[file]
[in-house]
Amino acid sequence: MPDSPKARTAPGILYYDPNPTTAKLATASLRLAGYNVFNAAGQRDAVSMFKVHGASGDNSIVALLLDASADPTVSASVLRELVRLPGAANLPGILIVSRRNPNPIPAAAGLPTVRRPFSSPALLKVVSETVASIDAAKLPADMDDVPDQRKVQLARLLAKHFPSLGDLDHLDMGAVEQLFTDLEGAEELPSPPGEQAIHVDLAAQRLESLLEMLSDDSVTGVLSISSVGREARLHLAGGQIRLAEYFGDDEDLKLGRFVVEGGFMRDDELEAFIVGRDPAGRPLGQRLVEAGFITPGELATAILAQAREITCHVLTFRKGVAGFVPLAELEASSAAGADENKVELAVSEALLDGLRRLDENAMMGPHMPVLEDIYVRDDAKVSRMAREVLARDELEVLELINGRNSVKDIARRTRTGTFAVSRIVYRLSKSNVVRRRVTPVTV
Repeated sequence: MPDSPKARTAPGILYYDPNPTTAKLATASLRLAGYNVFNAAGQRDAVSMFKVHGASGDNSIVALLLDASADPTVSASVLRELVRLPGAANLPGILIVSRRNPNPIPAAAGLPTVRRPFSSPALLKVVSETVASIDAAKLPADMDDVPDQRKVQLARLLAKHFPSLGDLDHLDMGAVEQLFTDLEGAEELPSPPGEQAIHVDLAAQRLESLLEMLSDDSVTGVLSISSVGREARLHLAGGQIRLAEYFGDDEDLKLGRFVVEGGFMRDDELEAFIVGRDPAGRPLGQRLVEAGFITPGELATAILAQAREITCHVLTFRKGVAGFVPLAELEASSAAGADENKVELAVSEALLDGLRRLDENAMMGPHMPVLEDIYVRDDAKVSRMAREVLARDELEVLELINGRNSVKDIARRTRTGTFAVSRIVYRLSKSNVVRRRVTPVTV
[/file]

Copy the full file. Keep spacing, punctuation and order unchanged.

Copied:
[in-house]
Amino acid sequence: MPDSPKARTAPGILYYDPNPTTAKLATASLRLAGYNVFNAAGQRDAVSMFKVHGASGDNSIVALLLDASADPTVSASVLRELVRLPGAANLPGILIVSRRNPNPIPAAAGLPTVRRPFSSPALLKVVSETVASIDAAKLPADMDDVPDQRKVQLARLLAKHFPSLGDLDHLDMGAVEQLFTDLEGAEELPSPPGEQAIHVDLAAQRLESLLEMLSDDSVTGVLSISSVGREARLHLAGGQIRLAEYFGDDEDLKLGRFVVEGGFMRDDELEAFIVGRDPAGRPLGQRLVEAGFITPGELATAILAQAREITCHVLTFRKGVAGFVPLAELEASSAAGADENKVELAVSEALLDGLRRLDENAMMGPHMPVLEDIYVRDDAKVSRMAREVLARDELEVLELINGRNSVKDIARRTRTGTFAVSRIVYRLSKSNVVRRRVTPVTV
Repeated sequence: MPDSPKARTAPGILYYDPNPTTAKLATASLRLAGYNVFNAAGQRDAVSMFKVHGASGDNSIVALLLDASADPTVSASVLRELVRLPGAANLPGILIVSRRNPNPIPAAAGLPTVRRPFSSPALLKVVSETVASIDAAKLPADMDDVPDQRKVQLARLLAKHFPSLGDLDHLDMGAVEQLFTDLEGAEELPSPPGEQAIHVDLAAQRLESLLEMLSDDSVTGVLSISSVGREARLHLAGGQIRLAEYFGDDEDLKLGRFVVEGGFMRDDELEAFIVGRDPAGRPLGQRLVEAGFITPGELATAILAQAREITCHVLTFRKGVAGFVPLAELEASSAAGADENKVELAVSEALLDGLRRLDENAMMGPHMPVLEDIYVRDDAKVSRMAREVLARDELEVLELINGRNSVKDIARRTRTGTFAVSRIVYRLSKSNVVRRRVTPVTV